PS. The last time I publicly complained about not being able to easily purchase new computers, the Sr. Manager for IBM North & South American portable computing personally called me to see if she could help. As a result, I immediately placed orders for 15 new top-of-the-line ThinkPads for one of my clients. My client was satisfied, and so was I. I wonder if the executives on the Toshiba TabletPC team read blogs?  I hope they do.  If so, my phone # is 661-242-8410x101.

* If you know this person, Send them a link to this blog.

UPDATE 3/17/2005 12:17 PM PST
-- I just spoke with Gord, a friendly sales rep over at Fujtisu. It looks like the Fujitsu Lifebook T4000 (Model T40910D) TabletPC has most everything I want, except for the fast hard drive (why do they do that??). They do provide a drive bay with Gigabit Ethernet and a DVD burner. I'd like that.  They quoted me one week to build and ship, plus free shipping, plus a free scanner; and, I did not even mention this blog.  Now, I just have to do some more research on the Fujitsu T4000.  Has anyone worked with this TabletPC yet? Thoughts?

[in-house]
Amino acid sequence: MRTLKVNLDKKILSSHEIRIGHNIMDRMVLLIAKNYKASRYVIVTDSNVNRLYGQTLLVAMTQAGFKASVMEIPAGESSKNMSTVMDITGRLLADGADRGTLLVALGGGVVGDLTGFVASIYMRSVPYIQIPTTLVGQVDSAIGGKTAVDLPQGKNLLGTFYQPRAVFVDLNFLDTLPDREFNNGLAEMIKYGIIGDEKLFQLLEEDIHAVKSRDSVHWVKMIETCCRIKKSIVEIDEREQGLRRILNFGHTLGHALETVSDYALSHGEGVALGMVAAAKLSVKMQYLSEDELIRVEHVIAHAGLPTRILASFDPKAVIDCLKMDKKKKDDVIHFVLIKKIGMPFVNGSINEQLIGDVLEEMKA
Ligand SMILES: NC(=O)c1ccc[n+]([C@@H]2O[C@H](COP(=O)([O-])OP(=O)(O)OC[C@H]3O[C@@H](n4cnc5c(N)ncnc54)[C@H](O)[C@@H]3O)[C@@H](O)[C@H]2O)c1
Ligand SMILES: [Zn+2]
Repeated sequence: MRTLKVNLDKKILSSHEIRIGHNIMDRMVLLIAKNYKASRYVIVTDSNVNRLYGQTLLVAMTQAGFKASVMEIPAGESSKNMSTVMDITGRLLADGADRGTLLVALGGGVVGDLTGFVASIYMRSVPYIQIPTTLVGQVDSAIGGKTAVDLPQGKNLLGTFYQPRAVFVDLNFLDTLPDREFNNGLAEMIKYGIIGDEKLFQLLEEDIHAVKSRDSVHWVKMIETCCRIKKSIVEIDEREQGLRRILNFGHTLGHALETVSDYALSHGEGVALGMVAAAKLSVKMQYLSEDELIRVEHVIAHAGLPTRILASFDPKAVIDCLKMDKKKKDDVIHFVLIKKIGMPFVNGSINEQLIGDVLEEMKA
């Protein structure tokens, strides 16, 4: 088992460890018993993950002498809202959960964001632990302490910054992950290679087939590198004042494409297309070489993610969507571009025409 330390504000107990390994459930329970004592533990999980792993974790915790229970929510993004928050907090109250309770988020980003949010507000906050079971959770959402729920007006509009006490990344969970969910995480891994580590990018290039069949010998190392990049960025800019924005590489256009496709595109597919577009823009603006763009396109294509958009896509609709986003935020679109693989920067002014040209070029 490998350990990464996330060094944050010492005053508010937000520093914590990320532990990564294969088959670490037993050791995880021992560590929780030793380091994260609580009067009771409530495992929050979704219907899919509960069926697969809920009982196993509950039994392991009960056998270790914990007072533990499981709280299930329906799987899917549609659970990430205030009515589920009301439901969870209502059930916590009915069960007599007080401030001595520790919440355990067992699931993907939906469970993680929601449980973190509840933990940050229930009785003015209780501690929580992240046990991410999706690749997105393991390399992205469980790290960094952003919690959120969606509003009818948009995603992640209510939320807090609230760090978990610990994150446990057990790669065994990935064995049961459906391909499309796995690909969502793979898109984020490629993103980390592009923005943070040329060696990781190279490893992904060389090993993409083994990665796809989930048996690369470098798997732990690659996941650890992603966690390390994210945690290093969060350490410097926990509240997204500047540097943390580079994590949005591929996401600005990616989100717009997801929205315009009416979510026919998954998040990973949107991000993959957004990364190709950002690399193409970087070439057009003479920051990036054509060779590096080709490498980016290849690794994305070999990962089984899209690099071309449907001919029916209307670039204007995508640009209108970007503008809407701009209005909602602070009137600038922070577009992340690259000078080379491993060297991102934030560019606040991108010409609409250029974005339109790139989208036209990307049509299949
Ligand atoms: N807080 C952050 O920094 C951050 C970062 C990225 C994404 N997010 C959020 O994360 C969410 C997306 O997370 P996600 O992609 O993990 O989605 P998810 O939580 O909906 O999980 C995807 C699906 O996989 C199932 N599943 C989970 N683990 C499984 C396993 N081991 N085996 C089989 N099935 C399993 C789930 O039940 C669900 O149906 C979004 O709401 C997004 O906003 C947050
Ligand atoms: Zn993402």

Discussion/Comments (5):

Consider the M205???

The Standard Toshiba M205 is the retail version of the same machine but also includes the 60G drive and an external DVD/CDRW drive -they all have the 820.11 b/g internal. I'd suspect you'd be hard pressed to find one with internal bluetooth in stock anywhere.

Looks like there's quite a few retailers with it in stock this morning according to cnet shopper...

{ Link }

Happy owner of an M205 and IBM T41... love 'em both!

Posted at 3/17/2005 7:29:28 AM by Ed Carvalho


re: Consider the M205???